Putting the NHS on a pedestal

A front page from the Sun newspaper, showing a rainbow under which is a picture of a man and six women, most in NHS uniform, all clapping, against a sky-blue background. The image is captioned (in small letters): "Keep on clapping ... NHS heroes, like these from Dorset County Hospital, need support". The headline reads "On the side of the angels" and underneath, "Clap heroes at 8pm ... and help raise cash" and to the right "938 dead in day ... lockdown to last until May".
The Sun’s front page, 9th April

Last night, for the third Thursday night in a row, people came out of their front doors to clap in support of NHS workers and carers. For the first time, as far as I can tell, there have been rumblings of dissent: people have started to say that clapping really makes no difference when front-line NHS staff lack basic personal protective equipment (PPE) which the government should be providing but aren’t. The news this morning had a segment on volunteers making masks for NHS staff, which is wholly inappropriate; no mask made by someone who just took up sewing this week and does not have access to anything like the sort of material that would protect a nurse dealing with potentially infected people over a whole shift could be adequate (it might help protect someone on a trip to the supermarket). Various newspapers have had front pages portraying the NHS’s staff as ‘angels’ or similarly when, as has been pointed out, some of these same papers were quite recently calling for junior doctors to be sacked when they went on strike. The new Labour leader, Keir Starmer, has apparently called for them to be given medals. And there have been attempts to raise money charitably for the NHS through the donation of one MP’s bonus and the sale of some extremely amateurish artwork by a TV presenter.

I’ve written about this issue in the past in regard to social care and the welfare of people who are forced to live in institutional settings: these are tax-funded services and the key to resolving deficiencies in any of these areas is to change our tax-averse culture. When politicians run election campaigns off the back of a tax bribe to an important section of the middle class, they are undermining the NHS, social care and every other public service. Banks and other financial services have, for decades, openly advertised investment schemes which have as a major purpose tax avoidance, mostly for wealthy clients. It’s well-known that some of the wealthiest individuals associated with the UK spend much of their time in tax havens in the Caribbean and elsewhere so as not to have to pay much tax. Despite loud public disapproval, this has been allowed to continue for decades: supposedly any interference in people’s right to squirrel their money away anywhere they like would be a deterrent to enterprise. But the responsibility for this lies not just with the super-rich but with all of us: nobody likes to pay “too much” tax, politicians know it and always cater to it. Some councils even hold consultations with their residents about what they would be willing to pay more council tax for and the response is usually “nothing”.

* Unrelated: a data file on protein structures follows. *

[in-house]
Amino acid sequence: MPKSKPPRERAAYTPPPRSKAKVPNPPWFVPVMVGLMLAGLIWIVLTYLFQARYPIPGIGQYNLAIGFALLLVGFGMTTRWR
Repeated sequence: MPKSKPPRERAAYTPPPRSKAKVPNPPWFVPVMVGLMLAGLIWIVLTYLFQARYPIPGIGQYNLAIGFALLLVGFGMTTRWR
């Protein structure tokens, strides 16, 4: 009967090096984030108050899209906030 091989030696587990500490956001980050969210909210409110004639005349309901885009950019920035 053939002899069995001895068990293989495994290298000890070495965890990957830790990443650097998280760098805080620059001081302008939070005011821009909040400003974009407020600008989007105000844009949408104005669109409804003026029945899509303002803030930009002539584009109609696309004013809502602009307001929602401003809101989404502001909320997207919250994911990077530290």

Yet when columnists like Ian Birrell write about the abuse scandals — people trapped for months or years in completely unsuitable or abusive psychiatric institutions when they could be living in the community — they blame everything but the money, and this culture is something the Conservative party and its associated media have fostered over the last forty years. Only this week, when it was suggested that nurses deserve a pay rise for putting their lives at risk to treat people with COVID-19 or otherwise, this was rejected as politicising the outbreak. It was suggested that this year’s Comic Relief be held to benefit the NHS rather than the charities it usually supports; Comic Relief, as of 2015, had raised an amount just over £1bn, when Britain spends nearly 200 times that amount on healthcare in just one year (£197.4bn in 2017, for example). No amount of charitable fundraising could raise the sort of money a public health system needs to reliably treat everyone it needs to treat in normal times, let alone during a pandemic, and if penny-pinching were not the order of the day because people were not so stingy about paying their taxes, if people would rather a penny on income tax than one local NHS unit close after another until they find that they can’t get the specialist treatment they need for months if at all, we would not be in the situation we are in now. People prefer to moan than pay.